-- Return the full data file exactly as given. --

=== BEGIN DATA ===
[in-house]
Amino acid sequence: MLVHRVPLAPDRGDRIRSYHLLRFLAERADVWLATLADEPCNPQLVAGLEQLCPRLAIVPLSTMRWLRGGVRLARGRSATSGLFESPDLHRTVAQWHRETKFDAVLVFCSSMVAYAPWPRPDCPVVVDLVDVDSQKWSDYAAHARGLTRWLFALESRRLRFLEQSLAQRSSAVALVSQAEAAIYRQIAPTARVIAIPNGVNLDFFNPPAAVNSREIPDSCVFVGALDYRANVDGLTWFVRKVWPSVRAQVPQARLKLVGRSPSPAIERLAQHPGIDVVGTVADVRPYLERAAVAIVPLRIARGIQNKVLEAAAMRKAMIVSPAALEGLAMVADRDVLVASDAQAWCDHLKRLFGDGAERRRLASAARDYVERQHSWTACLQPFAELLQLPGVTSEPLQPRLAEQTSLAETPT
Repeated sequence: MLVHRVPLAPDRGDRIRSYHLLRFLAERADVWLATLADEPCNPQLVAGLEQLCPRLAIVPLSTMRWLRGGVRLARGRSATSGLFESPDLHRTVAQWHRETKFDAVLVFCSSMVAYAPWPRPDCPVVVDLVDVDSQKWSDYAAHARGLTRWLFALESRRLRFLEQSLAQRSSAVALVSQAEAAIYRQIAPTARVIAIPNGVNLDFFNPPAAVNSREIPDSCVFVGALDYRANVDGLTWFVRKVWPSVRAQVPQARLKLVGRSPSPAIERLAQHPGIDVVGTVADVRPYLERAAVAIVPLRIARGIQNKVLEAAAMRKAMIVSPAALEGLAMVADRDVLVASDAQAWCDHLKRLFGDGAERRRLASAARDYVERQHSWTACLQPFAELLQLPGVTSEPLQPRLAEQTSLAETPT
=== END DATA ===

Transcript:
[in-house]
Amino acid sequence: MLVHRVPLAPDRGDRIRSYHLLRFLAERADVWLATLADEPCNPQLVAGLEQLCPRLAIVPLSTMRWLRGGVRLARGRSATSGLFESPDLHRTVAQWHRETKFDAVLVFCSSMVAYAPWPRPDCPVVVDLVDVDSQKWSDYAAHARGLTRWLFALESRRLRFLEQSLAQRSSAVALVSQAEAAIYRQIAPTARVIAIPNGVNLDFFNPPAAVNSREIPDSCVFVGALDYRANVDGLTWFVRKVWPSVRAQVPQARLKLVGRSPSPAIERLAQHPGIDVVGTVADVRPYLERAAVAIVPLRIARGIQNKVLEAAAMRKAMIVSPAALEGLAMVADRDVLVASDAQAWCDHLKRLFGDGAERRRLASAARDYVERQHSWTACLQPFAELLQLPGVTSEPLQPRLAEQTSLAETPT
Repeated sequence: MLVHRVPLAPDRGDRIRSYHLLRFLAERADVWLATLADEPCNPQLVAGLEQLCPRLAIVPLSTMRWLRGGVRLARGRSATSGLFESPDLHRTVAQWHRETKFDAVLVFCSSMVAYAPWPRPDCPVVVDLVDVDSQKWSDYAAHARGLTRWLFALESRRLRFLEQSLAQRSSAVALVSQAEAAIYRQIAPTARVIAIPNGVNLDFFNPPAAVNSREIPDSCVFVGALDYRANVDGLTWFVRKVWPSVRAQVPQARLKLVGRSPSPAIERLAQHPGIDVVGTVADVRPYLERAAVAIVPLRIARGIQNKVLEAAAMRKAMIVSPAALEGLAMVADRDVLVASDAQAWCDHLKRLFGDGAERRRLASAARDYVERQHSWTACLQPFAELLQLPGVTSEPLQPRLAEQTSLAETPT